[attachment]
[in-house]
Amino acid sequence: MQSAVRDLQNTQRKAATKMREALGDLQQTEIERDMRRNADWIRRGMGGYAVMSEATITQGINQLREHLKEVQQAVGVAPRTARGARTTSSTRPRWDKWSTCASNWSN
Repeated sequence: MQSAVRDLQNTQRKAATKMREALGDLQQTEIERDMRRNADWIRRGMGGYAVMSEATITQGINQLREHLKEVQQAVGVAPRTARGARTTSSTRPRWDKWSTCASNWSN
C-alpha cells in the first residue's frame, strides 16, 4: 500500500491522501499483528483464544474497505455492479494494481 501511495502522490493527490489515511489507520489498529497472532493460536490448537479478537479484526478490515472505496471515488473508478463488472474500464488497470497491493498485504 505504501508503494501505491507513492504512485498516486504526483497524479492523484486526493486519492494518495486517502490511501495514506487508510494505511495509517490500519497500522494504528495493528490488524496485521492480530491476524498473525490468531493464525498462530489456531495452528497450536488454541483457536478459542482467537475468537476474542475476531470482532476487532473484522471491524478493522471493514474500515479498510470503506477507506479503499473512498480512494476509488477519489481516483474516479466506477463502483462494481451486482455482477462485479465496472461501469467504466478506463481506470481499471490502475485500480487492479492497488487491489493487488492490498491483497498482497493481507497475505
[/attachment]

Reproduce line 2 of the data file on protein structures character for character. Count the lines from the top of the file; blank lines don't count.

Amino acid sequence: MQSAVRDLQNTQRKAATKMREALGDLQQTEIERDMRRNADWIRRGMGGYAVMSEATITQGINQLREHLKEVQQAVGVAPRTARGARTTSSTRPRWDKWSTCASNWSN